But even having extensive knowledge of policy exclusions may not be enough — life sciences companies also must be diligent in understanding how blood products are classified in their states. For example, Indiana’s blood shield statute considers the transfusion of human tissue by a hospital or blood bank to be a service, but it does not include pharmaceutical companies that commercially produce blood products for mass distribution, as this process is characterized as “sale of a product” rather than “provision of a service.”

Yet another wrinkle is that because providing blood is classified as a service in most states, it is not subject to products hazard exclusion of general liability policies. This means that life sciences companies are protected should an insurance carrier claim that a blood product is intrinsically dangerous and should be omitted from standard coverage. However, blood shield statutes are not uniform across all 50 states, and in fact New Jersey and the District of Columbia do not have statutes at all, so constructing an insurance program needs to be carefully considered with regard to where business is taking place.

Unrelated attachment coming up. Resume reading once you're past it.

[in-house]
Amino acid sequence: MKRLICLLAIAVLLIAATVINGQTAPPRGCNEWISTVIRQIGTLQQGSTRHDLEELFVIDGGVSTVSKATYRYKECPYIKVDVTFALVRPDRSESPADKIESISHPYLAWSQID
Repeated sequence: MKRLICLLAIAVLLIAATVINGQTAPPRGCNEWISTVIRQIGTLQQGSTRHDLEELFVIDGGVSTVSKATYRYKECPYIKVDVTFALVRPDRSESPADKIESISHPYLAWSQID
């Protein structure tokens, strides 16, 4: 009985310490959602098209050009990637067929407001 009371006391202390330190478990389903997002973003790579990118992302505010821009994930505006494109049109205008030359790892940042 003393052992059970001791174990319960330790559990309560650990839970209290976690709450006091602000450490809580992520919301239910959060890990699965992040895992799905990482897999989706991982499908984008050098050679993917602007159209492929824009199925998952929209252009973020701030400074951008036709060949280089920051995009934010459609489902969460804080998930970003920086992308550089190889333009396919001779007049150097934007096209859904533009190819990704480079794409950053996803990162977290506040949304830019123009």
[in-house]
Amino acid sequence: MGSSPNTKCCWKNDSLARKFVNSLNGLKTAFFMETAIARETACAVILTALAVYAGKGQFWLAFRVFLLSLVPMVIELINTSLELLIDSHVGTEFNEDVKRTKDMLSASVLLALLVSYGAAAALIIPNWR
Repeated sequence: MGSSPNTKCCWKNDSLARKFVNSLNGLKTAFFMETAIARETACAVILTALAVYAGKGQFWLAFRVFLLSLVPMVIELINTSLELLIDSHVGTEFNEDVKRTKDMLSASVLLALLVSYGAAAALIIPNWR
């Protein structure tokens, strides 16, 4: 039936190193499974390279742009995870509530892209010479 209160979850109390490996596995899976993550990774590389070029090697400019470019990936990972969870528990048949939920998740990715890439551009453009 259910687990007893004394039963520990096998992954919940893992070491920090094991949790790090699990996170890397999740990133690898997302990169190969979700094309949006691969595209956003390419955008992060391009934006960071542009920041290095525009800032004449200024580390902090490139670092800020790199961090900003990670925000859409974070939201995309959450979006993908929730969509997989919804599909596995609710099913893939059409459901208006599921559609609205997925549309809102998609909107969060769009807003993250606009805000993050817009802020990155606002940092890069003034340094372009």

This field is constantly evolving. As the industry continues to innovate and generate interest around stem cell research, the FDA and individual states may be well-served to reconsider its classification and establish updated guidelines and protections similar to blood shields. Currently, stem cells are widely considered “products” and are regulated as such. This was reinforced in a case involving Regenerative Sciences, which argued that cell therapies are considered medical practices (“services”) rather than drugs (“products”), and therefore the company’s therapy procedure for the treatment of arthritis was not subject to FDA regulations. However, the U.S. Court of Appeals confirmed in February 2014 that Regenerative’s stem cell mixture fell within the FDA’s definition of a drug, upholding the FDA’s continued regulation of “more than minimally manipulated” stem cell therapies.

In the same vein, the industry may be approaching its tipping point in regard to state versus federal standards for blood products. With so much uncertainty surrounding blood shields, it may be time to advocate for a uniform standard at the federal level. Until then, life sciences companies should work closely with their carrier and broker to understand and integrate protections from local blood shield laws into their policies.

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Life Sciences

Practice Leader

Daniel S. Brettler

Senior Partner, National Life Science & Technology Practice Leader